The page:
The Bride of Frankenstein (1935)

The Bride of Frankensteinbride-of-frankenstein Poster
Directed by James Whale
1934/USA
Universal Pictures

Repeated viewing
#92 of 1001 Movies You Must See Before You Die

 

The Monster: Alone: bad. Friend: good!

Neither Frankenstein nor his Monster were killed at the end of Frankenstein.  The Monster is only looking for a friend but meets with terror everywhere he turns.  Is the solution to build him a Bride from dead body parts?  The nutty Dr. Pretorius thinks so!  With Boris Karloff as the Monster, Colin Clive as Frankenstein, Valerie Hobson as Elizabeth, Ernest Thesinger as Dr. Pretorius, Dwight Frye as miscellaneous ghouls, and Una O’Connor as Minnie.

Bride of Frankenstein 3

I may be in the minority in preferring the 1931 original to this sequel.  This one is just a little bit too arch for me and the original didn’t have all that shreeking by Una O’Connor.  That said, Karloff is wonderful despite the ill-advised decision to have him speak, the lighting and sets are atmospheric, and the special effects are first-rate for their time.  I can have fun every time I come back to this classic.

Re-release trailer

 

 

4 thoughts on “The Bride of Frankenstein (1935)

  1. The image of Elsa Lanchester as the bride is unforgettable with her bird like movements and that great hair. She has very little screen time but it is the image I remember from the film. And boy, could I have done without Una O’Conner. I was also disappointed that Karloff spoke. He was too good with facial expressions to add speech to his portrayal. But this film seems to always be one of the the few where the sequel is considered superior to the initial film…..like you, I disagree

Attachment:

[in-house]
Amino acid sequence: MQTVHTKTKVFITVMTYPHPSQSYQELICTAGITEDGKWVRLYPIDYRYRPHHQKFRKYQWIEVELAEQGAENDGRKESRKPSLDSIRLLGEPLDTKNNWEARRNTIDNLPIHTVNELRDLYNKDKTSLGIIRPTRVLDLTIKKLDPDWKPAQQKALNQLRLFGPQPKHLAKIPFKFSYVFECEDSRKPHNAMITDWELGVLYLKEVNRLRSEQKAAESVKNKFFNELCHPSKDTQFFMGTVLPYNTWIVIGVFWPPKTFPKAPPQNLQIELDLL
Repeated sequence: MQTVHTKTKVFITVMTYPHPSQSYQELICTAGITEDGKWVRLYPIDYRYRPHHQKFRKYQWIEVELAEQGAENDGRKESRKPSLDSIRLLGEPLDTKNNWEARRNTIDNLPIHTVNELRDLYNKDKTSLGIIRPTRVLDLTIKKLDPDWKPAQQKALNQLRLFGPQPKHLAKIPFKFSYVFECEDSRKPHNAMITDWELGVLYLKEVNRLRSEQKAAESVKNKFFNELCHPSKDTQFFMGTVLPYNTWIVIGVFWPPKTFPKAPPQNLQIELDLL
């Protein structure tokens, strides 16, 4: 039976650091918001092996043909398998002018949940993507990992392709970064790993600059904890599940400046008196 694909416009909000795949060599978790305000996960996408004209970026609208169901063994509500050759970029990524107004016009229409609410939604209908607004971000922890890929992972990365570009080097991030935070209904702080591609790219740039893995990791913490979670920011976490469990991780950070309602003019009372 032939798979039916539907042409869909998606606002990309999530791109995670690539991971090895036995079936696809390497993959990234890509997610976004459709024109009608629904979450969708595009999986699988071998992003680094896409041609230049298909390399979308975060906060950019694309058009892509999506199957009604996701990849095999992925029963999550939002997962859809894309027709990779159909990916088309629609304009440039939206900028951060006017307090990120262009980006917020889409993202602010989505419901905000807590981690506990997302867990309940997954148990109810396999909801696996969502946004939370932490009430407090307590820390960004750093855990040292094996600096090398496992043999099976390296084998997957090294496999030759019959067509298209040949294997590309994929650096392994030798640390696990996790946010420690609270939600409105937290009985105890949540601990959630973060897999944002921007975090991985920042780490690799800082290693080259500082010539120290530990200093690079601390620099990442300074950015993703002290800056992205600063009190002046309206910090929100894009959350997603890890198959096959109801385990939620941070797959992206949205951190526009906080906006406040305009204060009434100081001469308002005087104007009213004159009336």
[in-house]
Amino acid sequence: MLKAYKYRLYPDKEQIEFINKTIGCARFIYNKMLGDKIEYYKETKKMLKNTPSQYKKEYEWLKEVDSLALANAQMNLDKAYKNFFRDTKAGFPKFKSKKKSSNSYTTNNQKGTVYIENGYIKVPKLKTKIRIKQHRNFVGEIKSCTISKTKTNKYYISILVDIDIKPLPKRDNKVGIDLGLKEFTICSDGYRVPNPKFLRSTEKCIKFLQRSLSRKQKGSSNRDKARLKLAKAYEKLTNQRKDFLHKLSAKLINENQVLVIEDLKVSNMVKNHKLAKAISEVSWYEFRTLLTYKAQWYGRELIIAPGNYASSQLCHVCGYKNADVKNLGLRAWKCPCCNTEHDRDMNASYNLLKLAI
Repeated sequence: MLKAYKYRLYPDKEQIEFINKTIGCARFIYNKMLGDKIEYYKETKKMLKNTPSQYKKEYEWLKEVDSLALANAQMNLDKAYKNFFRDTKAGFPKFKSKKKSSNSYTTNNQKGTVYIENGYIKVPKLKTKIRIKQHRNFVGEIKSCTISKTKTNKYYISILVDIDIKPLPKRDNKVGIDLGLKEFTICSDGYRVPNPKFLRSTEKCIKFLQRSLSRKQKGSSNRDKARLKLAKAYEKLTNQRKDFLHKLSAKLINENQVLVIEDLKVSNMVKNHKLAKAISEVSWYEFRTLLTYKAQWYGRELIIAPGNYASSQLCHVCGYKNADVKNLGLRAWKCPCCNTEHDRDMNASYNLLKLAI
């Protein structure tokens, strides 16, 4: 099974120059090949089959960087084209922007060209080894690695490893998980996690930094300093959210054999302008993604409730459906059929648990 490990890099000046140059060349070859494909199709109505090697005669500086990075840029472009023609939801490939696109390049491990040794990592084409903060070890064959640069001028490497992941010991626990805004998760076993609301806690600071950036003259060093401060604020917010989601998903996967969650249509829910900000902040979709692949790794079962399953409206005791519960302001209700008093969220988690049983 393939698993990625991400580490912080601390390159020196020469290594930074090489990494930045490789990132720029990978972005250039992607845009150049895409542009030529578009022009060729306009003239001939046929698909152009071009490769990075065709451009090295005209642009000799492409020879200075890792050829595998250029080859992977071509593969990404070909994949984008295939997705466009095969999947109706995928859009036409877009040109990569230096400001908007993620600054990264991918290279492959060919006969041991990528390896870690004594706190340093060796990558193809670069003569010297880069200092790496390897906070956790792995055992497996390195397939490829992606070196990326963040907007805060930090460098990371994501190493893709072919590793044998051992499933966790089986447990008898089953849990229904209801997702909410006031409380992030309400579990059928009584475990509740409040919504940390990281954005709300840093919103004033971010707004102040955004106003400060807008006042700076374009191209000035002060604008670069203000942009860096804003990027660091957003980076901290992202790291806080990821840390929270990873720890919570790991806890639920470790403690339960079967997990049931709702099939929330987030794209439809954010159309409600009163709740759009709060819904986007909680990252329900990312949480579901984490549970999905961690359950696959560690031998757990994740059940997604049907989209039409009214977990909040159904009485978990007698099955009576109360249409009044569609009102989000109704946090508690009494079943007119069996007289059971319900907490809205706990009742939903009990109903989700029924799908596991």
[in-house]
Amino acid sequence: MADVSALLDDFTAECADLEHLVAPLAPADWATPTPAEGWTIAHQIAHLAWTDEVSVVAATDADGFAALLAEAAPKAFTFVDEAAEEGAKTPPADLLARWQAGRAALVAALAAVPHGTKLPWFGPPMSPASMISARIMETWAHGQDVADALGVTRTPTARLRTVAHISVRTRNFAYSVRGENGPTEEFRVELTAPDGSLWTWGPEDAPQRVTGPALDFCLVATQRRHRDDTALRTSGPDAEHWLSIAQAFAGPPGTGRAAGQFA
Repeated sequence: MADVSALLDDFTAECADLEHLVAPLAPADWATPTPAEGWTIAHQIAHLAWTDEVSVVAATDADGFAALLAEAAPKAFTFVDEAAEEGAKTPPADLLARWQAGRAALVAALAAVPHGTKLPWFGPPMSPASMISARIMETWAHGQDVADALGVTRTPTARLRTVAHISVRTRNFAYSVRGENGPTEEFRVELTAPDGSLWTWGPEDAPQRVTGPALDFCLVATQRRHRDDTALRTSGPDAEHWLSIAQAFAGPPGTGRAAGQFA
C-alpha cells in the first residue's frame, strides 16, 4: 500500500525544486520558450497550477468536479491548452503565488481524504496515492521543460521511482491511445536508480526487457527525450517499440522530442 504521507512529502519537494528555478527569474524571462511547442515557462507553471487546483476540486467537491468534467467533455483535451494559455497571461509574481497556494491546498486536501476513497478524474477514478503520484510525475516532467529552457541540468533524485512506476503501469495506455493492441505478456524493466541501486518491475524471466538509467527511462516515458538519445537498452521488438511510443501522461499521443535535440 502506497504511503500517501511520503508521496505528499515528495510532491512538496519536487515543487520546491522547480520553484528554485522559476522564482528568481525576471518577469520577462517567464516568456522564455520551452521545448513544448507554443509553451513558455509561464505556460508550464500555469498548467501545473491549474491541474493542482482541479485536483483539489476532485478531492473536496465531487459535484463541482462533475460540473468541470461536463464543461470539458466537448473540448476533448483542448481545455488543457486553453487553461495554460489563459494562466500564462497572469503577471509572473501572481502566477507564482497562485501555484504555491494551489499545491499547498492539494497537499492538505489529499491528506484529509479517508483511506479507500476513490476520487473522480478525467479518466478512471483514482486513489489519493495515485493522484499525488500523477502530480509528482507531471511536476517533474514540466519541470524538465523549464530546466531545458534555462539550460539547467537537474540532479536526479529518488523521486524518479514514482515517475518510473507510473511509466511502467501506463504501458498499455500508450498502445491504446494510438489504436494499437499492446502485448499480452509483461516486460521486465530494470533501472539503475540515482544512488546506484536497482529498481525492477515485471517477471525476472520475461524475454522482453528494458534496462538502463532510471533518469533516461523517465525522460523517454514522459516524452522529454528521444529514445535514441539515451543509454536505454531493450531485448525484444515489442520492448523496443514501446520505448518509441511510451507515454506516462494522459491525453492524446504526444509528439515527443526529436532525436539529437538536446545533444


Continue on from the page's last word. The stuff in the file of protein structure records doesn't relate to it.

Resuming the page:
• Jack Pierce did an outstanding job on the make-up, both Elsa’s and Karloff’s. I like the burn marks on the new Monster face. According to the commentary, Lancaster was none too pleased with Pierce. Said he took himself too seriously.

  2. I agree with you in preferring the first Frankenstein film. Frankensteins bride shifted somewhat from sublime goth to something more kitschy or corny, like The Black Cat. That is largely due to Dr. Pretorious and his weird and wacky “science”. I enjoyed Bride of Frankenstein but it missed the exact points where Frankenstein was great.

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